Interactive Feature: The Magic of Editing – (SD, 5 minutes +). An expose on film editing from director David Yates and editor Mark Day that features an interactive editing session.
Deleted Scenes – (SD, 10 minutes). A collection of snippets taken out of the film, mostly centering on secondary characters.
In-Movie Experience – (HD). Features picture-in-picture commentary, pop-up trivia and “focus points” (see below) that occur randomly in the film.
Focus Points – (HD, 63 minutes). A collection of 1- to 3-minute documentaries on production, action scenes, characters and locations.
Web-Enabled Features: - (HD). A group of interactive features, including: Live Community Screening, which allows multiple owners of the movie to watch at the same time via one host; a bookmarking function called Share Your Favorite Scenes; and a Downloadables section offering ringtones and other Harry Potter products.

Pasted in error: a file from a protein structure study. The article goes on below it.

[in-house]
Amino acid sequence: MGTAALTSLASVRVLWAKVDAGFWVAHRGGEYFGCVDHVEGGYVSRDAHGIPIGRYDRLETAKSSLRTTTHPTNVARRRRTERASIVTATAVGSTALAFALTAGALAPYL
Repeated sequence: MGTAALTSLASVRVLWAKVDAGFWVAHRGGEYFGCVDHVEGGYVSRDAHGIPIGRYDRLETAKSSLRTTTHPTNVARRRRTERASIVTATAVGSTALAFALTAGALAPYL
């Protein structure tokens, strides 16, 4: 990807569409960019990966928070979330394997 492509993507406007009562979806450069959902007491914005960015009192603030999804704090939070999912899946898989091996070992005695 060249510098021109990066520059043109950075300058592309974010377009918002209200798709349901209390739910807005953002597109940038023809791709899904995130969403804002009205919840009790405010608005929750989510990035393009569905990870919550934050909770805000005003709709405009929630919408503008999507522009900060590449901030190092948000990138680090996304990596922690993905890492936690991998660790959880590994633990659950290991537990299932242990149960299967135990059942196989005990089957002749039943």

By far the most cerebral of the Harry Potter films (and that’s being generous), The Order of the Phoenix leaves a viewer wondering where the action is – where are the dragons, where are the hormones and where on Earth is that dratted invisibility cloak? It seems as if the captivating world of Harry Potter has lost some of its “magic,” and a disconnect has formed between characters whose friendships and tensions are usually the star of the show.
Still, I’m hesitant to write this movie off altogether. Because it’s part of a series, the Harry Potter franchise can probably ride out one flop and viewers can spend 2 hours and 19 minutes banking that there should be bigger and better adventures ahead – but if The Order of the Phoenix is any representation of Harry Potter to come, I will certainly start saving my money.